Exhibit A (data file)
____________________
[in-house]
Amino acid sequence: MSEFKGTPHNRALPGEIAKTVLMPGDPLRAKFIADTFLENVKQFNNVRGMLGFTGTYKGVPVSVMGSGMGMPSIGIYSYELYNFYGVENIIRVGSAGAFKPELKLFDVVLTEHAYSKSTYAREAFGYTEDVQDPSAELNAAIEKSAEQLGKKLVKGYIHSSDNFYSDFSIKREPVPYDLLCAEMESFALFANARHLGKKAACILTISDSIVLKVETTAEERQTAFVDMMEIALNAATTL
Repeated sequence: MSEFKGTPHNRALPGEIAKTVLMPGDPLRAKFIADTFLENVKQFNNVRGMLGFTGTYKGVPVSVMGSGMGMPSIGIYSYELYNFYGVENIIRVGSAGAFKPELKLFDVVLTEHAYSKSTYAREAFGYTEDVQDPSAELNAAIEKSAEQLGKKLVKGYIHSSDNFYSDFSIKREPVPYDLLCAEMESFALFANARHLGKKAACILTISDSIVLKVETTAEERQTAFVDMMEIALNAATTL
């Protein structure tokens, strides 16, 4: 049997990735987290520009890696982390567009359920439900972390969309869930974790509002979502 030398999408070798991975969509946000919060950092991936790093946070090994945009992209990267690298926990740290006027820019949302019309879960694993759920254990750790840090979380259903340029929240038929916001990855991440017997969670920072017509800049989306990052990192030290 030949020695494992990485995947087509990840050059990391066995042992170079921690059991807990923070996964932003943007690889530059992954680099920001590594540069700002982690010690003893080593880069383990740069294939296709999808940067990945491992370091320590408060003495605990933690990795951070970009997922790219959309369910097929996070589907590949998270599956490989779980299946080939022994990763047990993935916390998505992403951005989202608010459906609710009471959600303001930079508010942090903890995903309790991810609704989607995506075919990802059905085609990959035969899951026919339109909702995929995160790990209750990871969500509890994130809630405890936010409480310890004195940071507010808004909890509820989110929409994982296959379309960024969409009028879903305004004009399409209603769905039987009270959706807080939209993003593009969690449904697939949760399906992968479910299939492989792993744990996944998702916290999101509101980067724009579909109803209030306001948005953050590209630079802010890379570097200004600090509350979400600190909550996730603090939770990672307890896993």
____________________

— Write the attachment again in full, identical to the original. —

[in-house]
Amino acid sequence: MSEFKGTPHNRALPGEIAKTVLMPGDPLRAKFIADTFLENVKQFNNVRGMLGFTGTYKGVPVSVMGSGMGMPSIGIYSYELYNFYGVENIIRVGSAGAFKPELKLFDVVLTEHAYSKSTYAREAFGYTEDVQDPSAELNAAIEKSAEQLGKKLVKGYIHSSDNFYSDFSIKREPVPYDLLCAEMESFALFANARHLGKKAACILTISDSIVLKVETTAEERQTAFVDMMEIALNAATTL
Repeated sequence: MSEFKGTPHNRALPGEIAKTVLMPGDPLRAKFIADTFLENVKQFNNVRGMLGFTGTYKGVPVSVMGSGMGMPSIGIYSYELYNFYGVENIIRVGSAGAFKPELKLFDVVLTEHAYSKSTYAREAFGYTEDVQDPSAELNAAIEKSAEQLGKKLVKGYIHSSDNFYSDFSIKREPVPYDLLCAEMESFALFANARHLGKKAACILTISDSIVLKVETTAEERQTAFVDMMEIALNAATTL
């Protein structure tokens, strides 16, 4: 049997990735987290520009890696982390567009359920439900972390969309869930974790509002979502 030398999408070798991975969509946000919060950092991936790093946070090994945009992209990267690298926990740290006027820019949302019309879960694993759920254990750790840090979380259903340029929240038929916001990855991440017997969670920072017509800049989306990052990192030290 030949020695494992990485995947087509990840050059990391066995042992170079921690059991807990923070996964932003943007690889530059992954680099920001590594540069700002982690010690003893080593880069383990740069294939296709999808940067990945491992370091320590408060003495605990933690990795951070970009997922790219959309369910097929996070589907590949998270599956490989779980299946080939022994990763047990993935916390998505992403951005989202608010459906609710009471959600303001930079508010942090903890995903309790991810609704989607995506075919990802059905085609990959035969899951026919339109909702995929995160790990209750990871969500509890994130809630405890936010409480310890004195940071507010808004909890509820989110929409994982296959379309960024969409009028879903305004004009399409209603769905039987009270959706807080939209993003593009969690449904697939949760399906992968479910299939492989792993744990996944998702916290999101509101980067724009579909109803209030306001948005953050590209630079802010890379570097200004600090509350979400600190909550996730603090939770990672307890896993």